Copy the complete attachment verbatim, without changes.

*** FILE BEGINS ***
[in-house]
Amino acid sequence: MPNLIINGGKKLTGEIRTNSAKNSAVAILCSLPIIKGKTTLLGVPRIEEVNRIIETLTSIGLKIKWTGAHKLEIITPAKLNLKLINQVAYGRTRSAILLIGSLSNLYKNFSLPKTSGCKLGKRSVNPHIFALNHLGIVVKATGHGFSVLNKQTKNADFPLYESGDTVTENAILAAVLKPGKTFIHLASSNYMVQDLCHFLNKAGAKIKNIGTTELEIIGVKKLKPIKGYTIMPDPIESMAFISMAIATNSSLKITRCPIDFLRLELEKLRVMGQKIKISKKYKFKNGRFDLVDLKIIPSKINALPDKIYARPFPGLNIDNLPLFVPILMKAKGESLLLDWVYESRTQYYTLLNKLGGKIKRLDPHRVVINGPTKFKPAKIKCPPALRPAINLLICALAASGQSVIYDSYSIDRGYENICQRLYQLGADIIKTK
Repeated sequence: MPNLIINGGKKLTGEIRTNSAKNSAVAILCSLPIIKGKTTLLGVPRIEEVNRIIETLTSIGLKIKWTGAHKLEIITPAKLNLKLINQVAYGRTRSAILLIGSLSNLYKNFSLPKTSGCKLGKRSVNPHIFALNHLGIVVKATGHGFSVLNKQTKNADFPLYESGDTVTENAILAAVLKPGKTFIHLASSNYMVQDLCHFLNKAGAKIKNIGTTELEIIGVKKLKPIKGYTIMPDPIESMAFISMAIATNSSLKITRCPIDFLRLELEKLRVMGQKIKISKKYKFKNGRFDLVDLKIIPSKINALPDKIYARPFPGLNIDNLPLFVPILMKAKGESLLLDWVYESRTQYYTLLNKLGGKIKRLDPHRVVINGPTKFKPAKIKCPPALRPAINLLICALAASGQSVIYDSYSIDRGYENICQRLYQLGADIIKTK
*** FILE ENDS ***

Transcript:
[in-house]
Amino acid sequence: MPNLIINGGKKLTGEIRTNSAKNSAVAILCSLPIIKGKTTLLGVPRIEEVNRIIETLTSIGLKIKWTGAHKLEIITPAKLNLKLINQVAYGRTRSAILLIGSLSNLYKNFSLPKTSGCKLGKRSVNPHIFALNHLGIVVKATGHGFSVLNKQTKNADFPLYESGDTVTENAILAAVLKPGKTFIHLASSNYMVQDLCHFLNKAGAKIKNIGTTELEIIGVKKLKPIKGYTIMPDPIESMAFISMAIATNSSLKITRCPIDFLRLELEKLRVMGQKIKISKKYKFKNGRFDLVDLKIIPSKINALPDKIYARPFPGLNIDNLPLFVPILMKAKGESLLLDWVYESRTQYYTLLNKLGGKIKRLDPHRVVINGPTKFKPAKIKCPPALRPAINLLICALAASGQSVIYDSYSIDRGYENICQRLYQLGADIIKTK
Repeated sequence: MPNLIINGGKKLTGEIRTNSAKNSAVAILCSLPIIKGKTTLLGVPRIEEVNRIIETLTSIGLKIKWTGAHKLEIITPAKLNLKLINQVAYGRTRSAILLIGSLSNLYKNFSLPKTSGCKLGKRSVNPHIFALNHLGIVVKATGHGFSVLNKQTKNADFPLYESGDTVTENAILAAVLKPGKTFIHLASSNYMVQDLCHFLNKAGAKIKNIGTTELEIIGVKKLKPIKGYTIMPDPIESMAFISMAIATNSSLKITRCPIDFLRLELEKLRVMGQKIKISKKYKFKNGRFDLVDLKIIPSKINALPDKIYARPFPGLNIDNLPLFVPILMKAKGESLLLDWVYESRTQYYTLLNKLGGKIKRLDPHRVVINGPTKFKPAKIKCPPALRPAINLLICALAASGQSVIYDSYSIDRGYENICQRLYQLGADIIKTK